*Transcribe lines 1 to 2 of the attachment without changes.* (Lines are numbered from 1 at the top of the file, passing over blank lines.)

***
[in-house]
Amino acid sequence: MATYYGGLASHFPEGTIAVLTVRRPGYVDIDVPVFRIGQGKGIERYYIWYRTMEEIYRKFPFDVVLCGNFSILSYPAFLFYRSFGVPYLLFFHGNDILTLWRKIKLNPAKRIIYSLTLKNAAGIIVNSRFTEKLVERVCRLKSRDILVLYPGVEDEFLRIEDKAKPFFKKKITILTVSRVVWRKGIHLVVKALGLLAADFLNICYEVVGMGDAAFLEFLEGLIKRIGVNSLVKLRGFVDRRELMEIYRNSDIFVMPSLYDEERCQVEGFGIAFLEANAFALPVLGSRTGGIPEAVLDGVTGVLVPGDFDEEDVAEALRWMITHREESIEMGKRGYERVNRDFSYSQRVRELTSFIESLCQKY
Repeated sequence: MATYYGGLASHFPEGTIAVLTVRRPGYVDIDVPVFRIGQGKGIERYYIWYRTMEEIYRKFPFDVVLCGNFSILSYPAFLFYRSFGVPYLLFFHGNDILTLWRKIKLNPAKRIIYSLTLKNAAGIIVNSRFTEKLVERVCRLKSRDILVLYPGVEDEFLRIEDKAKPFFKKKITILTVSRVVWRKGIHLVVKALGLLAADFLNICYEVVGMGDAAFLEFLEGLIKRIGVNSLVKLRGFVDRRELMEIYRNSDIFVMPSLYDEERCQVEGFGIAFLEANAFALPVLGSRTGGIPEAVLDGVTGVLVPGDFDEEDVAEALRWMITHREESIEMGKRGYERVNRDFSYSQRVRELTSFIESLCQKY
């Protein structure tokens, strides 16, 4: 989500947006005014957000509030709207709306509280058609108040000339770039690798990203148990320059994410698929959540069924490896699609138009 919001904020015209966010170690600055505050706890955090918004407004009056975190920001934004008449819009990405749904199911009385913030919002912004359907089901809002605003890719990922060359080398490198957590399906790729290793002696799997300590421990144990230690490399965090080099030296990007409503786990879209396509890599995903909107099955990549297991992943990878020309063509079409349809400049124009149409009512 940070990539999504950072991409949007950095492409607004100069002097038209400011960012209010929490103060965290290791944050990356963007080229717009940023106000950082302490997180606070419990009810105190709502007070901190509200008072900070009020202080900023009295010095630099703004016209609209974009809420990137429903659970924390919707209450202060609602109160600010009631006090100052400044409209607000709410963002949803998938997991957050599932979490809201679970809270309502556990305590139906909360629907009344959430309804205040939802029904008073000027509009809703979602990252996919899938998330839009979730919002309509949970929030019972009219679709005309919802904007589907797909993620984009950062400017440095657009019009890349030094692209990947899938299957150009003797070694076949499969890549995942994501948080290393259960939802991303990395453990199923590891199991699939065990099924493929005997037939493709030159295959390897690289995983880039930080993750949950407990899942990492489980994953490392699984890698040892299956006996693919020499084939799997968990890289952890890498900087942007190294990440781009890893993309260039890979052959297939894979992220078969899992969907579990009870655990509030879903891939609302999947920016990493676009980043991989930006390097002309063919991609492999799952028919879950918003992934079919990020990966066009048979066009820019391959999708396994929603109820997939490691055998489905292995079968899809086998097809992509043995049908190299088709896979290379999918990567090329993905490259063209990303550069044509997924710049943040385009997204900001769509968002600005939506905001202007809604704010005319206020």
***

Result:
[in-house]
Amino acid sequence: MATYYGGLASHFPEGTIAVLTVRRPGYVDIDVPVFRIGQGKGIERYYIWYRTMEEIYRKFPFDVVLCGNFSILSYPAFLFYRSFGVPYLLFFHGNDILTLWRKIKLNPAKRIIYSLTLKNAAGIIVNSRFTEKLVERVCRLKSRDILVLYPGVEDEFLRIEDKAKPFFKKKITILTVSRVVWRKGIHLVVKALGLLAADFLNICYEVVGMGDAAFLEFLEGLIKRIGVNSLVKLRGFVDRRELMEIYRNSDIFVMPSLYDEERCQVEGFGIAFLEANAFALPVLGSRTGGIPEAVLDGVTGVLVPGDFDEEDVAEALRWMITHREESIEMGKRGYERVNRDFSYSQRVRELTSFIESLCQKY